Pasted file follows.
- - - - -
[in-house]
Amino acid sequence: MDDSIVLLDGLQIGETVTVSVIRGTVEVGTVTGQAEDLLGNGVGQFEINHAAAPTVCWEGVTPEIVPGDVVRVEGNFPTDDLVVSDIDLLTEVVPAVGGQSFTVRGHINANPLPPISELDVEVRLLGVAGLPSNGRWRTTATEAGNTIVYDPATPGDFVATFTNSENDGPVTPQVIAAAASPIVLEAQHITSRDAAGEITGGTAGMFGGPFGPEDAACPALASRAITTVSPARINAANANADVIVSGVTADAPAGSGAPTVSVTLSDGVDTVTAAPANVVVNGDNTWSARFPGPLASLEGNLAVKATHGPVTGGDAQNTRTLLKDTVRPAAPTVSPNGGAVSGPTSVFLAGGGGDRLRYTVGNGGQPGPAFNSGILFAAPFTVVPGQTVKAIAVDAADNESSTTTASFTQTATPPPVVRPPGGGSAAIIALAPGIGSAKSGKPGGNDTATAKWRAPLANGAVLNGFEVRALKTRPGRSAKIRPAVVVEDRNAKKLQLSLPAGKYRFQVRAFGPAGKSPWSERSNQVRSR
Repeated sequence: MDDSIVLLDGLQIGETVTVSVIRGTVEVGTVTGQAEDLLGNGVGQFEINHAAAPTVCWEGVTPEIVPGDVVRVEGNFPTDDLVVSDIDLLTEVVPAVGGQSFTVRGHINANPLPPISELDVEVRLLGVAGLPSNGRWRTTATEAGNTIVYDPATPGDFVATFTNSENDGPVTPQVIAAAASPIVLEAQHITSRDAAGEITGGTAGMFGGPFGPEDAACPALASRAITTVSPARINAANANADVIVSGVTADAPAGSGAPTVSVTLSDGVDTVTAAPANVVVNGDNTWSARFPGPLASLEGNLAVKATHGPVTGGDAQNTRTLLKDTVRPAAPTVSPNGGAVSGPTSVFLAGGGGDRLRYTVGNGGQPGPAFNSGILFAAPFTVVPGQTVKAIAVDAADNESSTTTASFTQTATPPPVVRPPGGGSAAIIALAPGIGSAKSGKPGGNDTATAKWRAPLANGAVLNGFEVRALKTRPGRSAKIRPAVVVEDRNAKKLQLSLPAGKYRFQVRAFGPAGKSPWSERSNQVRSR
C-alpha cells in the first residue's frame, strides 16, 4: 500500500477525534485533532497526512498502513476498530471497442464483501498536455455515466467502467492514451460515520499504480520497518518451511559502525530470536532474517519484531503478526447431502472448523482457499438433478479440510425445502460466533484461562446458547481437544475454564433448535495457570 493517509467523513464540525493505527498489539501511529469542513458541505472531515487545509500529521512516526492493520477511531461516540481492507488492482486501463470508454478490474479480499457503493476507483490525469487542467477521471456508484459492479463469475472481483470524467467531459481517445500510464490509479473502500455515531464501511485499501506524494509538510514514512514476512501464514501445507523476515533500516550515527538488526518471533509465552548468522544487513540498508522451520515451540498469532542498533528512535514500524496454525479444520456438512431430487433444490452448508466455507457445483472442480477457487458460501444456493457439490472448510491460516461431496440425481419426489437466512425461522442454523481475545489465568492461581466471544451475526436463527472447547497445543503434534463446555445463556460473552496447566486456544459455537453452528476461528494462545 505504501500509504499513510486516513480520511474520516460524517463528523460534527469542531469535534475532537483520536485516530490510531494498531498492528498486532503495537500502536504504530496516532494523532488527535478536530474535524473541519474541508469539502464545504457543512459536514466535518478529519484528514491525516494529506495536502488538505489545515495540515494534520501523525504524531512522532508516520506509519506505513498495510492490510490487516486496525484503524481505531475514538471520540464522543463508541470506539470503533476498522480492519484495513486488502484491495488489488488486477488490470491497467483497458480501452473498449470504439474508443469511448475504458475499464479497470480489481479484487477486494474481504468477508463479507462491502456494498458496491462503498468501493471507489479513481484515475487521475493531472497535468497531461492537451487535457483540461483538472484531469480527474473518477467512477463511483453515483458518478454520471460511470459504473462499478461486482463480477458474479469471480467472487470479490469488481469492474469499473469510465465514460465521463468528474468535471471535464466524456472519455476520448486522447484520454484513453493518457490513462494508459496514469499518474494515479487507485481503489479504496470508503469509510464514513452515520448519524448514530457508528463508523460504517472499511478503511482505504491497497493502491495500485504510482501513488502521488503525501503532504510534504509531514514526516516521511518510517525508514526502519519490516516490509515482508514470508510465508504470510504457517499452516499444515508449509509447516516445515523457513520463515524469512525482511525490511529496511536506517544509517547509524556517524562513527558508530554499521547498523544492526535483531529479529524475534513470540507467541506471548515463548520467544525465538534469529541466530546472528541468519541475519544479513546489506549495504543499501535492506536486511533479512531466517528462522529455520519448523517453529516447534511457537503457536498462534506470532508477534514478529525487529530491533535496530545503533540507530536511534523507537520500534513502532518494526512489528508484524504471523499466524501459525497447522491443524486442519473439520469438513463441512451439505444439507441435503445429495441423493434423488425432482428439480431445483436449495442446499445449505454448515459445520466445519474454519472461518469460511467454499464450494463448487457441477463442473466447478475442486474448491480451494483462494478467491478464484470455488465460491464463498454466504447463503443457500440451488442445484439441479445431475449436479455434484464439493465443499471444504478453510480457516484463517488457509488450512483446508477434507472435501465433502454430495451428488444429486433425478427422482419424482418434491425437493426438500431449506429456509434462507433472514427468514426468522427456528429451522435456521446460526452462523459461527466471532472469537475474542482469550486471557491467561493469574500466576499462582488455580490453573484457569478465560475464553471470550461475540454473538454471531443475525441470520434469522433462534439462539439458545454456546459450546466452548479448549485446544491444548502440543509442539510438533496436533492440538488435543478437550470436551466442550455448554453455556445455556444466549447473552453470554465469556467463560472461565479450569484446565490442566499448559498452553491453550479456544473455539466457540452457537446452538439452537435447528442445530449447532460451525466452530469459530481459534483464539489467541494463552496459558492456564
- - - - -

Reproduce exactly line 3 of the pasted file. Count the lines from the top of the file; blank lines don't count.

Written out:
Repeated sequence: MDDSIVLLDGLQIGETVTVSVIRGTVEVGTVTGQAEDLLGNGVGQFEINHAAAPTVCWEGVTPEIVPGDVVRVEGNFPTDDLVVSDIDLLTEVVPAVGGQSFTVRGHINANPLPPISELDVEVRLLGVAGLPSNGRWRTTATEAGNTIVYDPATPGDFVATFTNSENDGPVTPQVIAAAASPIVLEAQHITSRDAAGEITGGTAGMFGGPFGPEDAACPALASRAITTVSPARINAANANADVIVSGVTADAPAGSGAPTVSVTLSDGVDTVTAAPANVVVNGDNTWSARFPGPLASLEGNLAVKATHGPVTGGDAQNTRTLLKDTVRPAAPTVSPNGGAVSGPTSVFLAGGGGDRLRYTVGNGGQPGPAFNSGILFAAPFTVVPGQTVKAIAVDAADNESSTTTASFTQTATPPPVVRPPGGGSAAIIALAPGIGSAKSGKPGGNDTATAKWRAPLANGAVLNGFEVRALKTRPGRSAKIRPAVVVEDRNAKKLQLSLPAGKYRFQVRAFGPAGKSPWSERSNQVRSR